Part 3: The GTA West Highway is a chance for governments to finally talk to each other about climate change

·12 min read

There’s a classic expression: Fiddling while Rome burns.

It references the historically debunked legend that Nero, the decadent and unpopular Roman emperor, blithely played the violin in 64 A.D. as the seat of the Roman Empire was engulfed in flames. The saying has been recycled since it was coined to describe leadership distracted by hubris at the expense of their own survival.

Fiddling while Earth burns is the contemporary version of the expression, as today’s doomed leaders send more carbon into our boiling atmosphere.

They talk of protecting jobs and a way of life that won’t even exist in a few decades, if we continue on the current trajectory.

In the face of increasingly dire warnings from coalitions of concerned scientists, notably the United Nations’ Intergovernmental Panel on Climate Change (IPCC), politicians at each level of government in Canada have been guilty of fiddling as a crisis unfolds in front of their eyes, ‘competing’ against each other to determine climate-impacting policies.

Canada’s fragmented system, where each tier of government works in an isolated vacuum, using its own unique palette of powers, encourages politicians to point the finger.

Instead, now more than ever, we need our leaders working together to prevent irreversible damage to the planet, which will render all differences irrelevant.

Cities blame provinces, provinces bicker and Ottawa wrings its hands.

Of the three levels of government, municipalities control some of the most important environmental policies, namely land use and planning.

In 2018, the IPCC pointed the finger of blame squarely at the local planning process in a report that warned the planet was warming even faster than previously feared. Approving sprawling subdivisions, as Peel has done in the past, leads to major climate problems. Large, suburban homes force residents into the car, make public transit inefficient to run and require significant energy to heat and cool. The more square footage used to house each individual, the worse it is for our planet.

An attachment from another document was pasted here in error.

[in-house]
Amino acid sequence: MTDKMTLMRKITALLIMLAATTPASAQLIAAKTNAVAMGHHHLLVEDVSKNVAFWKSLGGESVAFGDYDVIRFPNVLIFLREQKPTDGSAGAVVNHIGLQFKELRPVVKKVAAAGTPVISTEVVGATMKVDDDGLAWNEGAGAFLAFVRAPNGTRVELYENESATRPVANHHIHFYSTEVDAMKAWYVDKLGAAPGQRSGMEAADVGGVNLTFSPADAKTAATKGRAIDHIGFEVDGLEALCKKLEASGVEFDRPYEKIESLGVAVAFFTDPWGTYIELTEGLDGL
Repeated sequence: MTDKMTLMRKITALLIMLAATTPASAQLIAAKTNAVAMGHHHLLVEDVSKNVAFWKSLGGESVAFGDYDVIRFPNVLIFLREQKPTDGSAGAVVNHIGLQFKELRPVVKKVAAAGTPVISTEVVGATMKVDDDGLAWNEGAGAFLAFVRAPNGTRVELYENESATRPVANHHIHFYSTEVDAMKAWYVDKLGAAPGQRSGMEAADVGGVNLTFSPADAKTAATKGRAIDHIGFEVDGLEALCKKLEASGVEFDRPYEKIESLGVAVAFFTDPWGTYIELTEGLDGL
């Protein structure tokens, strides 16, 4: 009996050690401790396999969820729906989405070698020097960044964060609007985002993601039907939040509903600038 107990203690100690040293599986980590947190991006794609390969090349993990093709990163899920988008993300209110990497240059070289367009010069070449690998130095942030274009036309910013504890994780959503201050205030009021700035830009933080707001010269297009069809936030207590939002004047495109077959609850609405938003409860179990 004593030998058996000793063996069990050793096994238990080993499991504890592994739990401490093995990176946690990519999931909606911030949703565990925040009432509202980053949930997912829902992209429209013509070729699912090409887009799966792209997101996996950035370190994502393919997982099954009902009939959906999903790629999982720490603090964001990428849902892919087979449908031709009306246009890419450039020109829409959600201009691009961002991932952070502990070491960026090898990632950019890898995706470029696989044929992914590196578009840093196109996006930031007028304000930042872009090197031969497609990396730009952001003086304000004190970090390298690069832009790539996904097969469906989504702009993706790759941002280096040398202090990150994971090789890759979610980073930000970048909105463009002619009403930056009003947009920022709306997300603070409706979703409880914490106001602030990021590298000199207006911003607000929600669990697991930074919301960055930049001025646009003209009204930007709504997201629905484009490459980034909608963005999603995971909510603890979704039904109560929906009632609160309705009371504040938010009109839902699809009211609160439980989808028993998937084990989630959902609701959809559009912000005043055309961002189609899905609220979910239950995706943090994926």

There will be almost 11 billion people on Earth by the end of the century. About two hundred years ago there were just one billion human souls. The energy demands to sustain these numbers are simply not sustainable, unless we submit to a scorched policy… or move away from carbon – fast.

Witnessing a local planning meeting makes it clear that big-picture thinking on climate change is not part of the process. Conversations in Brampton and Mississauga about new developments focus on privacy, shadow patterns, accommodation of drivers and adherence to aging official plans.

The market-driven attitude ensures planning will revolve around what residents want from the suburban promise sold to them for decades.

If behaviour among builders and consumers is to be changed in consideration of our dire climate reality, cities tend to look up. “That’s for the provincial and federal governments to adjust” they say.

Roughly 35 percent of the City of Mississauga’s $457.6 million climate master plan, for example, is money the federal and provincial governments must help with to green the MiWay bus fleet. The City of Brampton is currently hoping the federal government will find a spare $150 million lying around to electrify a badly needed transit storage facility.

Higher order transit, such as LRT and BRT systems, can’t happen, cities say, without the will of higher levels of government.

Meanwhile, provincial and federal governments have an oppositional relationship on many key issues, depending on which party is in power. The future of zero emissions vehicles is just one example. The federal government hopes all new cars will be electric by 2050, meanwhile the PC government in Ontario scrapped a subsidy introduced to encourage the purchase of new electric cars after taking over government, leading to a crash in EV sales.

The system, similar to Canada’s COVID-19 response, means it’s always someone else’s fault. But it’s the decision-making process itself that’s to blame.

Ottawa introduces even stricter emissions penalties through its expanding carbon tax program.

The Ontario PCs do a u-turn on land-use policy, enacting amendments to allow more sprawl, in direct contradiction of the federal climate plan.

Municipalities pass climate emergency declarations and environmental master plans aligned with Ottawa, while pushing incredulously contradicting policies that encourage car dependence and more sprawl under the new PC legislation.